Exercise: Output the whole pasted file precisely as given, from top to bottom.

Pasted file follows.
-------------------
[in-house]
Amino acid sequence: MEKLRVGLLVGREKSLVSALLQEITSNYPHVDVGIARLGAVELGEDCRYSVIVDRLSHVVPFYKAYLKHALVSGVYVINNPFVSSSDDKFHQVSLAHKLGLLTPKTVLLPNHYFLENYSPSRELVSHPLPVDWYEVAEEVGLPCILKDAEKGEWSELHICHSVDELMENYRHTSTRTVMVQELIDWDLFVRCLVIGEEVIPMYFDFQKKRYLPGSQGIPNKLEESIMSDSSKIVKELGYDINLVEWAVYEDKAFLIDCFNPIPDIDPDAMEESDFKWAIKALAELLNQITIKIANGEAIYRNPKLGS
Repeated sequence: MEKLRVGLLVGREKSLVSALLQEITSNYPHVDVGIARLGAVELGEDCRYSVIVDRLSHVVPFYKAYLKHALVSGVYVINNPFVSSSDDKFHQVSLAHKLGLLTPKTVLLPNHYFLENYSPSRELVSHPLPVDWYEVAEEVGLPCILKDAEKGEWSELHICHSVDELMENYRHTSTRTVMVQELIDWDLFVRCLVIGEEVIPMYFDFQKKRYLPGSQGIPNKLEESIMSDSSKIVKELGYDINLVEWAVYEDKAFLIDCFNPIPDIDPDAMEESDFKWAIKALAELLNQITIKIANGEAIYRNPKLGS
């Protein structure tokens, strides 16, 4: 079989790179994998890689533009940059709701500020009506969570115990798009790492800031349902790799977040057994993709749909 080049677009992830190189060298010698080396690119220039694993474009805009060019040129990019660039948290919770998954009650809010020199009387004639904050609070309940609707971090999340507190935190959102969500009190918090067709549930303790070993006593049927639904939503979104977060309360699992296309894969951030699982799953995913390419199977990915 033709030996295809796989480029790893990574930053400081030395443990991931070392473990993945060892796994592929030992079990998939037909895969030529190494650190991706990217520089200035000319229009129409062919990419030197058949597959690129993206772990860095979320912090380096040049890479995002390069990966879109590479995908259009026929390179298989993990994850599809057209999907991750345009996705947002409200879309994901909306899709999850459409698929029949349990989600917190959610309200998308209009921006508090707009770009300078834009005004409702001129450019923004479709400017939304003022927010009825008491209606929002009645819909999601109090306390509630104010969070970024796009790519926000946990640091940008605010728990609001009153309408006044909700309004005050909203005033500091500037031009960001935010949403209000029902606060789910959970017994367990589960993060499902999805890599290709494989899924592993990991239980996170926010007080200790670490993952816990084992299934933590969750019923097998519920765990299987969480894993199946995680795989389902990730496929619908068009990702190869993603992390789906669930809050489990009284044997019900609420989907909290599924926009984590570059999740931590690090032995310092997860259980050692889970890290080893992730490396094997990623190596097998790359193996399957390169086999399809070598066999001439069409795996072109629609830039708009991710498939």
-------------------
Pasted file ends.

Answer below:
[in-house]
Amino acid sequence: MEKLRVGLLVGREKSLVSALLQEITSNYPHVDVGIARLGAVELGEDCRYSVIVDRLSHVVPFYKAYLKHALVSGVYVINNPFVSSSDDKFHQVSLAHKLGLLTPKTVLLPNHYFLENYSPSRELVSHPLPVDWYEVAEEVGLPCILKDAEKGEWSELHICHSVDELMENYRHTSTRTVMVQELIDWDLFVRCLVIGEEVIPMYFDFQKKRYLPGSQGIPNKLEESIMSDSSKIVKELGYDINLVEWAVYEDKAFLIDCFNPIPDIDPDAMEESDFKWAIKALAELLNQITIKIANGEAIYRNPKLGS
Repeated sequence: MEKLRVGLLVGREKSLVSALLQEITSNYPHVDVGIARLGAVELGEDCRYSVIVDRLSHVVPFYKAYLKHALVSGVYVINNPFVSSSDDKFHQVSLAHKLGLLTPKTVLLPNHYFLENYSPSRELVSHPLPVDWYEVAEEVGLPCILKDAEKGEWSELHICHSVDELMENYRHTSTRTVMVQELIDWDLFVRCLVIGEEVIPMYFDFQKKRYLPGSQGIPNKLEESIMSDSSKIVKELGYDINLVEWAVYEDKAFLIDCFNPIPDIDPDAMEESDFKWAIKALAELLNQITIKIANGEAIYRNPKLGS
């Protein structure tokens, strides 16, 4: 079989790179994998890689533009940059709701500020009506969570115990798009790492800031349902790799977040057994993709749909 080049677009992830190189060298010698080396690119220039694993474009805009060019040129990019660039948290919770998954009650809010020199009387004639904050609070309940609707971090999340507190935190959102969500009190918090067709549930303790070993006593049927639904939503979104977060309360699992296309894969951030699982799953995913390419199977990915 033709030996295809796989480029790893990574930053400081030395443990991931070392473990993945060892796994592929030992079990998939037909895969030529190494650190991706990217520089200035000319229009129409062919990419030197058949597959690129993206772990860095979320912090380096040049890479995002390069990966879109590479995908259009026929390179298989993990994850599809057209999907991750345009996705947002409200879309994901909306899709999850459409698929029949349990989600917190959610309200998308209009921006508090707009770009300078834009005004409702001129450019923004479709400017939304003022927010009825008491209606929002009645819909999601109090306390509630104010969070970024796009790519926000946990640091940008605010728990609001009153309408006044909700309004005050909203005033500091500037031009960001935010949403209000029902606060789910959970017994367990589960993060499902999805890599290709494989899924592993990991239980996170926010007080200790670490993952816990084992299934933590969750019923097998519920765990299987969480894993199946995680795989389902990730496929619908068009990702190869993603992390789906669930809050489990009284044997019900609420989907909290599924926009984590570059999740931590690090032995310092997860259980050692889970890290080893992730490396094997990623190596097998790359193996399957390169086999399809070598066999001439069409795996072109629609830039708009991710498939």